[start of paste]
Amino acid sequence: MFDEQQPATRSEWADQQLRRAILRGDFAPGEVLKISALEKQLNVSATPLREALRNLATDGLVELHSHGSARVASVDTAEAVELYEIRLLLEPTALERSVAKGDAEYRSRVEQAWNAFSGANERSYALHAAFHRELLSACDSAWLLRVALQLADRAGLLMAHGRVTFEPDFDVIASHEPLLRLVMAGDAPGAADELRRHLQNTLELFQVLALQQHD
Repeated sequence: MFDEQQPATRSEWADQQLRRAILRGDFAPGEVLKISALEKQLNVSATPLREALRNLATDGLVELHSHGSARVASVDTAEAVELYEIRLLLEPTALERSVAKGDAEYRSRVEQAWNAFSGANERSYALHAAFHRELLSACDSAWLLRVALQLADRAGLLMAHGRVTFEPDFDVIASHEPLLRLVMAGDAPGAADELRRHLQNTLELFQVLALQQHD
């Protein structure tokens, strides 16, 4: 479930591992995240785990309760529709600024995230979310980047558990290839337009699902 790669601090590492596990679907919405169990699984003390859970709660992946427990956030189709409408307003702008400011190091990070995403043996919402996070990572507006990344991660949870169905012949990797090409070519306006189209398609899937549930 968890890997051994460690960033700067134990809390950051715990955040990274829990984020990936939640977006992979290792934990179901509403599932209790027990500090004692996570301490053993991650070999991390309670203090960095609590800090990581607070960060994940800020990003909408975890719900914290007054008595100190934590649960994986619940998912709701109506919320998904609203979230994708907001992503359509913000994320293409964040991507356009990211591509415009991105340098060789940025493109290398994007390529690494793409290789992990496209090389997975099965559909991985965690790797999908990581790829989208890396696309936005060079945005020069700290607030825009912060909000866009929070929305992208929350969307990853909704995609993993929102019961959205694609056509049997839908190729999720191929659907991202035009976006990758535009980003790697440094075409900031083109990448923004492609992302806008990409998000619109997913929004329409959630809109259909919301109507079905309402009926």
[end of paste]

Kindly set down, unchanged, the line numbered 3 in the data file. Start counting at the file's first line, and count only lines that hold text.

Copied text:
């Protein structure tokens, strides 16, 4: 479930591992995240785990309760529709600024995230979310980047558990290839337009699902 790669601090590492596990679907919405169990699984003390859970709660992946427990956030189709409408307003702008400011190091990070995403043996919402996070990572507006990344991660949870169905012949990797090409070519306006189209398609899937549930 968890890997051994460690960033700067134990809390950051715990955040990274829990984020990936939640977006992979290792934990179901509403599932209790027990500090004692996570301490053993991650070999991390309670203090960095609590800090990581607070960060994940800020990003909408975890719900914290007054008595100190934590649960994986619940998912709701109506919320998904609203979230994708907001992503359509913000994320293409964040991507356009990211591509415009991105340098060789940025493109290398994007390529690494793409290789992990496209090389997975099965559909991985965690790797999908990581790829989208890396696309936005060079945005020069700290607030825009912060909000866009929070929305992208929350969307990853909704995609993993929102019961959205694609056509049997839908190729999720191929659907991202035009976006990758535009980003790697440094075409900031083109990448923004492609992302806008990409998000619109997913929004329409959630809109259909919301109507079905309402009926």